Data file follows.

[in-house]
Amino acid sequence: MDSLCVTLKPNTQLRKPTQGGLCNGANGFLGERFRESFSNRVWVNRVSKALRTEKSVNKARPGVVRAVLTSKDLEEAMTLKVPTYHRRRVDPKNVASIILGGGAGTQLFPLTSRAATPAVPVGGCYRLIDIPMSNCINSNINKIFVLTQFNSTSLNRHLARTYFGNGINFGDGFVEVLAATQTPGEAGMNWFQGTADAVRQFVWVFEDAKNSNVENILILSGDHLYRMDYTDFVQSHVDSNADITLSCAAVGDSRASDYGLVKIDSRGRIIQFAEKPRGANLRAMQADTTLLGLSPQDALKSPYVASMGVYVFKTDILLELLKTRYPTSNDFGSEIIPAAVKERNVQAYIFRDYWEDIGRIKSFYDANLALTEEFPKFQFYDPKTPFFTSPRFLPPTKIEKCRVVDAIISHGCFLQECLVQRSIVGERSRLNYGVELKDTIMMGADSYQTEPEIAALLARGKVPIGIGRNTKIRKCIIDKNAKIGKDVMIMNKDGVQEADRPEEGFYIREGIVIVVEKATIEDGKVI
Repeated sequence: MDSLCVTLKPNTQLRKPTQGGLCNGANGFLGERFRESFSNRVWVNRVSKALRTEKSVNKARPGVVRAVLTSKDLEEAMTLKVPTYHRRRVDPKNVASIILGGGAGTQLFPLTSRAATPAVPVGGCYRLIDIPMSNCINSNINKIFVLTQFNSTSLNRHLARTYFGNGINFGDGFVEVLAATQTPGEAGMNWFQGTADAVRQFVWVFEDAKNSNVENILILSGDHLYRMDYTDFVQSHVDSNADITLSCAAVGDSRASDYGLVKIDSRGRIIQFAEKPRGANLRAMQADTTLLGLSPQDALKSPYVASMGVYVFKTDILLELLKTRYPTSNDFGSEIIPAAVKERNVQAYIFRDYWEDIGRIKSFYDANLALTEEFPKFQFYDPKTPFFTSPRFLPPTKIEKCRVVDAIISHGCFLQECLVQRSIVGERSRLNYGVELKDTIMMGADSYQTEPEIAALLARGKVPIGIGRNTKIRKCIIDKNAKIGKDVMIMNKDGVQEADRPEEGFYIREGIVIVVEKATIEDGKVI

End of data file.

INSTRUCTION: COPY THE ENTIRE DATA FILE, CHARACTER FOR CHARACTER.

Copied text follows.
[in-house]
Amino acid sequence: MDSLCVTLKPNTQLRKPTQGGLCNGANGFLGERFRESFSNRVWVNRVSKALRTEKSVNKARPGVVRAVLTSKDLEEAMTLKVPTYHRRRVDPKNVASIILGGGAGTQLFPLTSRAATPAVPVGGCYRLIDIPMSNCINSNINKIFVLTQFNSTSLNRHLARTYFGNGINFGDGFVEVLAATQTPGEAGMNWFQGTADAVRQFVWVFEDAKNSNVENILILSGDHLYRMDYTDFVQSHVDSNADITLSCAAVGDSRASDYGLVKIDSRGRIIQFAEKPRGANLRAMQADTTLLGLSPQDALKSPYVASMGVYVFKTDILLELLKTRYPTSNDFGSEIIPAAVKERNVQAYIFRDYWEDIGRIKSFYDANLALTEEFPKFQFYDPKTPFFTSPRFLPPTKIEKCRVVDAIISHGCFLQECLVQRSIVGERSRLNYGVELKDTIMMGADSYQTEPEIAALLARGKVPIGIGRNTKIRKCIIDKNAKIGKDVMIMNKDGVQEADRPEEGFYIREGIVIVVEKATIEDGKVI
Repeated sequence: MDSLCVTLKPNTQLRKPTQGGLCNGANGFLGERFRESFSNRVWVNRVSKALRTEKSVNKARPGVVRAVLTSKDLEEAMTLKVPTYHRRRVDPKNVASIILGGGAGTQLFPLTSRAATPAVPVGGCYRLIDIPMSNCINSNINKIFVLTQFNSTSLNRHLARTYFGNGINFGDGFVEVLAATQTPGEAGMNWFQGTADAVRQFVWVFEDAKNSNVENILILSGDHLYRMDYTDFVQSHVDSNADITLSCAAVGDSRASDYGLVKIDSRGRIIQFAEKPRGANLRAMQADTTLLGLSPQDALKSPYVASMGVYVFKTDILLELLKTRYPTSNDFGSEIIPAAVKERNVQAYIFRDYWEDIGRIKSFYDANLALTEEFPKFQFYDPKTPFFTSPRFLPPTKIEKCRVVDAIISHGCFLQECLVQRSIVGERSRLNYGVELKDTIMMGADSYQTEPEIAALLARGKVPIGIGRNTKIRKCIIDKNAKIGKDVMIMNKDGVQEADRPEEGFYIREGIVIVVEKATIEDGKVI